For the most part, visibility works the same for Free to Play games as it does for paid games. The vast majority of featuring on Steam is algorithmic based on customer interest. The store looks for bursts of customer interest, typically measured in revenue, and reacts accordingly with additional featuring on the store. For Free to Play games, in-game revenue are factored into measuring customer interest in the same way that sales are for paid games.

On the front page, Free to Play games are featured in the same way in the Featured and Recommended section (main capsule) as paid games.


By default, the Top Sellers list includes Free to Play games (with an optional checkbox to exclude Free to Play games). The Top Sellers list includes in-game revenue, so Free to Play games can (and often are) be displayed among the top selling games on Steam.


Popular New Releases uses player count, in addition to sales, in determining what games appear there. Popular upcoming uses wishlist number to determine which games make the list, whether that game is paid or Free to Play.

Curated Promotion on Steam for Free to Play games

In general, Free to Play games aren’t eligible for curated spotlights (Daily Deals, Midweek deals, Weekend deals) because over time, we’ve learned that customers expect to see paid games on discount in these spotlights rather than Free to Play games with discounts on in-game purchases. However, that doesn’t mean that Free to Play games are excluded from curated marketing!

Free to Play games are eligible for all other forms of curated marketing depending on the scale and success of the game, including IMs, featuring on the Free to Play hub, and even a full Steam takeover (for the biggest, most popular Free to Play releases).

The Free to Play hub is among the most popular pages on all of Steam, and is by far the most popular content hub on Steam. A lot of players visit the Free to Play hub searching for games to check out and play, and featuring in this hub (whether it’s algorithmic or curated) can help boost visibility on Steam in a big way.

If you are wondering if your game might qualify for curated marketing, feel free to reach out to us via support ticket and ask.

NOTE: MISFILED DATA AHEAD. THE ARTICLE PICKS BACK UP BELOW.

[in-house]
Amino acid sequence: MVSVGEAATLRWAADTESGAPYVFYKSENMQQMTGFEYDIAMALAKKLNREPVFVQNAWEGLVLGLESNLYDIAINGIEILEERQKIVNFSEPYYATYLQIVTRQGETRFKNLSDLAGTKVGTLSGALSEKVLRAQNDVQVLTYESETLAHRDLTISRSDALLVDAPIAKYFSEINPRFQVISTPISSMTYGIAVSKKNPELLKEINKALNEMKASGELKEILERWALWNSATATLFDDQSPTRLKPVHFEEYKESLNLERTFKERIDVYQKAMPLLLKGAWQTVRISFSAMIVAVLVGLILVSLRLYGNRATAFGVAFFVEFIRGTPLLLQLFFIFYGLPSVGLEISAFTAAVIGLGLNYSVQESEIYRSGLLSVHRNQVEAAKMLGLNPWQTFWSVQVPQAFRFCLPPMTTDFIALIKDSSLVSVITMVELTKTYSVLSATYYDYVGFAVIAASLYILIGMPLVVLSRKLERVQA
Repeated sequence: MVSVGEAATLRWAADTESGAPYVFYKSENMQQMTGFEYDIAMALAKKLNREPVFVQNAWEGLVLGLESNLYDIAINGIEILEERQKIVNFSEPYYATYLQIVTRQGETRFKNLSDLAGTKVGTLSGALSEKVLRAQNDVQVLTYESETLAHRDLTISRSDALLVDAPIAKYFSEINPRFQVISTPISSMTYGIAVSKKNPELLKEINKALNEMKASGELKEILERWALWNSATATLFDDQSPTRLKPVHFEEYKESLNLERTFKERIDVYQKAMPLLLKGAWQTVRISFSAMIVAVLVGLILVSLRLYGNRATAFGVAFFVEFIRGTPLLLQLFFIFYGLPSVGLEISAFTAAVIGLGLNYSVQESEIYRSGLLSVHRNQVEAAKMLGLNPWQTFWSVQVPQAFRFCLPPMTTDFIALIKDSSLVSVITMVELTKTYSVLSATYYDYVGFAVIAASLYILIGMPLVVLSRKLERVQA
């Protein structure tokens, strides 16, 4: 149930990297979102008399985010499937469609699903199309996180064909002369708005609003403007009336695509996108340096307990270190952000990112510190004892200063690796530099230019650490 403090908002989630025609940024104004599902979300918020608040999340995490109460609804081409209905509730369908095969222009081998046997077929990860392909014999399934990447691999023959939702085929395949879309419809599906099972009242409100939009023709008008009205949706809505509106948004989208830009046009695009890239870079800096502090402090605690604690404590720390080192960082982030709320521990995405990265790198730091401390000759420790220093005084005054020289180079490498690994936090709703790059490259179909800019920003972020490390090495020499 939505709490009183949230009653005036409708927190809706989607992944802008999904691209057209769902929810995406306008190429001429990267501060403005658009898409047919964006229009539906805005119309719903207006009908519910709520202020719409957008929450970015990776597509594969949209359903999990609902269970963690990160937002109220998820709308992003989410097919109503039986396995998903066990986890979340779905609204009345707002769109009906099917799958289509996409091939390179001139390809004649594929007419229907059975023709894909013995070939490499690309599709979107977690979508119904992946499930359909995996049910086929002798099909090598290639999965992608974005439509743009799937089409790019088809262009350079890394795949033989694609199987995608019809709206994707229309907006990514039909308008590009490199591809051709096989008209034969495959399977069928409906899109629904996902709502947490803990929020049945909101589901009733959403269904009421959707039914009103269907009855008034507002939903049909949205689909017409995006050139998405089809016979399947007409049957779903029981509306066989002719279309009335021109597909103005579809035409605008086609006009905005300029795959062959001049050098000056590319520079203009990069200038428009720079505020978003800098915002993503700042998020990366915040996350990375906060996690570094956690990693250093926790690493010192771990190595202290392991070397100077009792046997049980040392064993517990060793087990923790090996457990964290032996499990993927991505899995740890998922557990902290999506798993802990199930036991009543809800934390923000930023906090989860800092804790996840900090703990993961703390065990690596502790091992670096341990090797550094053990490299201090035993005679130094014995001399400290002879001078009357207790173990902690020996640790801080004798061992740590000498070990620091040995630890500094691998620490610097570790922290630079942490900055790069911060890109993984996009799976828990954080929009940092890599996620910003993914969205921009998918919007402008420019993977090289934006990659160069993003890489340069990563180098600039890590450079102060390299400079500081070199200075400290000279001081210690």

Marketing Your Free Game

Building buzz and community around your Free to Play game is no different than a paid game—you’ll still need to put in the work to market your game and foster a community of players. There are many ways to market your game, and how you go about it will depend on the time and resources you have available. We also have tools on Steam to help you communicate with customers.

Reach Players Where They Are

Try to reach the players that you think will be most interested in your game where they are—whether that’s on social media, through livestreaming or influencers, Reddit or community groups, conventions or other live events or tradeshows, or any other way you can think of. Some developers choose to also participate in paid marketing to increase awareness and drive traffic to their Steam store page, but it’s not required, and really depends on the budget and resources you have set aside for marketing your game.

Generally, the most important thing for Free to Play games is driving as many new players to try out the game as possible, and hopefully holding onto those players over time by making the game as fun and rewarding as possible. As your community grows, and with it revenue, the amount of buzz and visibility on Steam will also grow.

Keep Players Up to Date on Your Updates

In addition to marketing your game in locations across the internet where players learn about games, you can take advantage of Steam’s built-in tools to raise awareness about what’s happening in your game.

  • Steam Events and Announcements
    You should also be using Steam Events to tell your community about whatever is happening in your game, whether that’s in-game events, major updates or expansions, new DLC, new items, or anything else you think players would be interested in. This is a great way to also re-engage players, as Steam Events may appear in a user’s library.


    You can learn so much more about Steam Events on our documentation page.

  • Update Visibility Rounds
    We've dedicated space on the front page of the Steam store to highlighting products where the developer has a major update they would like to tell customers about. These appear to customers that have your game in their library or on their wishlist.

    If you have a major update for your game, consider using a Update Visibility Round to drive awareness around the update. When you have a major update that you'd like to tell customers about, simply click the 'Start Update Round' button on your applications' Marketing admin page. You can learn all about Update Visibility Rounds in our documentation.


    When you re-engage players using events and announcements, it doesn’t just help with the boost of players who may jump back into your game after seeing an event pop up in their library—when those users launch your game, their friends will also a notification that they are playing, and they’ll see them playing on their friends list. This can lead to a virtuous cycle where more and more players are encouraged to try your game.

Switching a game from Paid to Free

If you would like to change your game from paid to free, please use the support form here to let us know. Again, we'd ask that you give your customers at least a month's notice before changing so that they can make an informed decision whether or not to buy a game that's intending to change its business model in the near future.